House #1: Off market purchase

Our first investment purchase was a townhome in central Kentucky (while living in Virginia) in February 2016.

At this point, we had purchased and sold our first primary residence, and had purchased a new construction home. Our first home sold for $62,500 more than what we purchased it for and we walked away from the sale with over $130,000. Our new home needed about $70k for closing, leaving $60k that we wanted to use for investment properties.


Mr. ODA’s brother-in-law had purchased a foreclosed townhome while he was in college and rented a room out to his friend – excellent forethought and financial decision making there! When him and his wife got married, they were ready to look into a home with more space and less stairs, so we offered to purchase the house. About 2.5 years after he had purchased it, we set him up to make $16,500.

Their Realtor suggested listing at $90-95k. The comparable sales in the area were suggesting 95-100k, but the townhouse in question had a lower PVA than the others recently sold. There was another townhome in the community listed for sale at $100k, but it had been on the market for 4 months at that time, meaning the market wasn’t interested in it at that price. Additionally, this deal was being done off market, which automatically yields a higher net for the seller because there were no Realtor commissions and minimizes the risk of a listing. They didn’t need to get it ‘show ready’ or have to leave the house for an indefinite number of showings. We removed the uncertainty of how long the house would be listed and therefore how many mortgage payments they’d still be paying before it sold. We also eliminated the possibility of an appraisal and home inspection negotiation during the contract period. For all those reasons, we offered $85,000. We settled on $87,000 with $2,000 in seller-paid-closing-costs. A family member, who’s a lawyer, sent us a template for a contract, so we used that as a starting point, and I wrote up our own contract.

We first looked into a loan assumption. We started with several questions regarding how he was paying PMI (whether we’d have to assume the PMI, whether the PMI would be recalculated for the new appraised value based on our purchase, and whether there would be a penalty if we paid down the balance faster to eliminate the PMI), how the loan balance would transfer cleanly, and whether they needed to cash out escrow. After asking all these types of questions, we learned that PNC wouldn’t allow a loan assumption of an FHA loan since our intent was to use it as an investment property.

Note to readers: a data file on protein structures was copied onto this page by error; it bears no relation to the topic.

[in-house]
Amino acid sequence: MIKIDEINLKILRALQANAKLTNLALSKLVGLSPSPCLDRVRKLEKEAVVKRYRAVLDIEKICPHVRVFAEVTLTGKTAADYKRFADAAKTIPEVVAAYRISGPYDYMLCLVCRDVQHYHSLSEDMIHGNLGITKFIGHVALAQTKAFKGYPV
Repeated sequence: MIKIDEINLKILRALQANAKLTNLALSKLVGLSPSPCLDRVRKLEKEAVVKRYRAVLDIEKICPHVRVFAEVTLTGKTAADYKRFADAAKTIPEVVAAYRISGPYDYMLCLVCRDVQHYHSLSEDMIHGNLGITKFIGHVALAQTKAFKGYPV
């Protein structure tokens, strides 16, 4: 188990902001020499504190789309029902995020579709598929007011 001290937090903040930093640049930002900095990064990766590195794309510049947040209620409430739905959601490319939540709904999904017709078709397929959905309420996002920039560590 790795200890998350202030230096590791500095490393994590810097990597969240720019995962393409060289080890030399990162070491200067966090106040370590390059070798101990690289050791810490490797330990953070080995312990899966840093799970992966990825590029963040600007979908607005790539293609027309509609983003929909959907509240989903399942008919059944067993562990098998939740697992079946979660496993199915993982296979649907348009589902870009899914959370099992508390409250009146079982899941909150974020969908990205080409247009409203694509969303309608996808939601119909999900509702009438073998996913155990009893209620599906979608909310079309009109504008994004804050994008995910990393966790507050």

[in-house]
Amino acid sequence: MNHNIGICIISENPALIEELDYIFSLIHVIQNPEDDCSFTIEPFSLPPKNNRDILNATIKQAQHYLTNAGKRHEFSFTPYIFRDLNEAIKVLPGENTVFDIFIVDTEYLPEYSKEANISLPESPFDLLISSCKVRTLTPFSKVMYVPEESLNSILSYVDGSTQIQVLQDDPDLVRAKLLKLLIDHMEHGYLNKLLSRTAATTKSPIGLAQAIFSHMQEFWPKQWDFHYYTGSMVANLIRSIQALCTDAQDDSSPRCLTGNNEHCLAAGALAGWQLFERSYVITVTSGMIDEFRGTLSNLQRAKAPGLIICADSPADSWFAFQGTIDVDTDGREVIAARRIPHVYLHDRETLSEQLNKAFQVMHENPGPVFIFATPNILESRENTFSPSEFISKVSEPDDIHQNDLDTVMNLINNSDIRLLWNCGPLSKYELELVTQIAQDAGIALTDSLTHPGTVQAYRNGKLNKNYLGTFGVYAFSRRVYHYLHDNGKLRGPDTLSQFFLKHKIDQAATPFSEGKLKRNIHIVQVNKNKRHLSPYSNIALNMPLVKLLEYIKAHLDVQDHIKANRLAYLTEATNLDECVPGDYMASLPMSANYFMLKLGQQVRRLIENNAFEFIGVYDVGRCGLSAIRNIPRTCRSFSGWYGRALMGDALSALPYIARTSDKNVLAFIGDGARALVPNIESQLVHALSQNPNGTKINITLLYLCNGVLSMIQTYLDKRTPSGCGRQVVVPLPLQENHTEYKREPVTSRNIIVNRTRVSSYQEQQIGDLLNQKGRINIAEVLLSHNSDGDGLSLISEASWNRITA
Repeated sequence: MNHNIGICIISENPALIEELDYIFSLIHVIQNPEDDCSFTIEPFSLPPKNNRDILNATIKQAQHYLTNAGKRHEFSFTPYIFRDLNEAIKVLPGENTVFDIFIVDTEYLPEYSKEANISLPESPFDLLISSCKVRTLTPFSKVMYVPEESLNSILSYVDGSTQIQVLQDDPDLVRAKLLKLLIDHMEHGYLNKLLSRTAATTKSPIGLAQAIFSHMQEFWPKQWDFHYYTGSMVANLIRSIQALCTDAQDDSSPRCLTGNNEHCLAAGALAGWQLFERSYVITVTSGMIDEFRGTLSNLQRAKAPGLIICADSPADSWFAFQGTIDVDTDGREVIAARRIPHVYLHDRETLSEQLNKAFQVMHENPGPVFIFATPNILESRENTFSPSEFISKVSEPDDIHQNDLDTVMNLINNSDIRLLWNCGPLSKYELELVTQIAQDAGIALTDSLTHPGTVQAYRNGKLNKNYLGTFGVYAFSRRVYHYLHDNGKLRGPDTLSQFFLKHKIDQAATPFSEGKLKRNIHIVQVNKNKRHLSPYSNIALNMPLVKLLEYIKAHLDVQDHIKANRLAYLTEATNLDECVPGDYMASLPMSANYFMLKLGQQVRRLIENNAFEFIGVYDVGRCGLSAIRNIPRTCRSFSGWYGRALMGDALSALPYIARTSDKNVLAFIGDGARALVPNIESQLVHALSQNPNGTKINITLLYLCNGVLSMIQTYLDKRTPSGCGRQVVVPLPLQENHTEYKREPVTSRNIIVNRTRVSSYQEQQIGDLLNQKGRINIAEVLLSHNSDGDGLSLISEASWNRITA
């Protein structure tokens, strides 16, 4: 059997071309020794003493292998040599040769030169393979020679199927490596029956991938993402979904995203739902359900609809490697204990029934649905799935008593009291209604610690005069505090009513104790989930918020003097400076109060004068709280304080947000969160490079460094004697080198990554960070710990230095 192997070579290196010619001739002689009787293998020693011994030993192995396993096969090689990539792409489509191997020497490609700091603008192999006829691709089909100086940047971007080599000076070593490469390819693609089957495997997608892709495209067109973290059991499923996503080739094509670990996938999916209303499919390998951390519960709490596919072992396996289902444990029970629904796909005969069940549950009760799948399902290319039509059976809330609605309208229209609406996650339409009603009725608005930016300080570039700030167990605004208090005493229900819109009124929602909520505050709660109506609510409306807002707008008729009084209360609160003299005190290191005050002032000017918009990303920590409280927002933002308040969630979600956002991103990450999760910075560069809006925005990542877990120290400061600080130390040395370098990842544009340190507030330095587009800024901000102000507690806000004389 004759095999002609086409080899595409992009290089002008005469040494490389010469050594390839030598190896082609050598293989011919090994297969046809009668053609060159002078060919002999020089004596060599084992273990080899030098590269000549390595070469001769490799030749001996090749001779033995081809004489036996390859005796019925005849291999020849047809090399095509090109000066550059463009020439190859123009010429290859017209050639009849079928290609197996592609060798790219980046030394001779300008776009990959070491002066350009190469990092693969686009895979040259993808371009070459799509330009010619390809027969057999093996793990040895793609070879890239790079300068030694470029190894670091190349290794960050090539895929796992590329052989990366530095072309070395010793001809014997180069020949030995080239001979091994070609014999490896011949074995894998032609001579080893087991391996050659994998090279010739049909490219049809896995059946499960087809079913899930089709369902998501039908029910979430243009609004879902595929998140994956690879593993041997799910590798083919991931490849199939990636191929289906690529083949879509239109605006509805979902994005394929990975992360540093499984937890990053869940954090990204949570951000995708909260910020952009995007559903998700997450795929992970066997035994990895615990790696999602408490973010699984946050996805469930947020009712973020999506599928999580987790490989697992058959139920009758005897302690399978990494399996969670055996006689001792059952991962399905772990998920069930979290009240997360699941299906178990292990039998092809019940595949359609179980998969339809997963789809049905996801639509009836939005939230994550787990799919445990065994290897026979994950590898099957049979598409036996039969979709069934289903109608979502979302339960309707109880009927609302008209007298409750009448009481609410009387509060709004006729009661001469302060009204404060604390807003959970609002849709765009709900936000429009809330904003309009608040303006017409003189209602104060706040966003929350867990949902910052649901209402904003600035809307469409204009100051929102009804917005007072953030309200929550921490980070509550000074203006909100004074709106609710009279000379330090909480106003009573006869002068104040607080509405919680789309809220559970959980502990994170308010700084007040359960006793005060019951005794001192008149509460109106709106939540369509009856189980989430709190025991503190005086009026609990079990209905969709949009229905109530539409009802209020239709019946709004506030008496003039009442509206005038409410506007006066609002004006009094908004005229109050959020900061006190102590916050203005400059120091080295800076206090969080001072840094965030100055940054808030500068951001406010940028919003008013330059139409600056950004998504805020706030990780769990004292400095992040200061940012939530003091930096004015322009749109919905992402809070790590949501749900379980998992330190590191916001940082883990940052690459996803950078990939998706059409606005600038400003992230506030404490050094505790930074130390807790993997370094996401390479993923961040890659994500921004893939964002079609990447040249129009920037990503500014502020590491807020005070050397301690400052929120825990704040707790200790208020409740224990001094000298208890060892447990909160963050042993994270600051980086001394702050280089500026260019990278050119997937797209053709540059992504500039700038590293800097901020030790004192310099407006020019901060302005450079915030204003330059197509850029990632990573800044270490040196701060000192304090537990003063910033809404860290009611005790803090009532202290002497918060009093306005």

We did not do our own home inspection. We figured the HOA would cover the exterior, and we reviewed the home inspection he had completed two years prior. There had been a few upgrades since the initial home inspection, and there wasn’t anything that needed our immediate attention. We bought a new washer and dryer since the unit didn’t have any, and I painted most of it before it was listed for rent.


Both sides of the transaction were able to sign the purchase contract electronically. We went through the whole loan processing without having to visit Kentucky. The attorney shipped the loan documents to us, we invited a notary over to watch us sign the papers, and then we FedEx’d the papers back to the loan officer for the sellers to sign.

While the closing itself went smoothly, we had several issues with our loan provider.

Our loan was a portfolio loan, which means that it’s a loan on the primary market and not backed by Fannie/Freddie. The interest rate was 4.5%; it was amortized over 30 years, but it had a balloon payment after 10 years. We paid careful attention to this loan (e.g., made many, frequent principal payments) because that meant we’d owe over $59k in 10 years.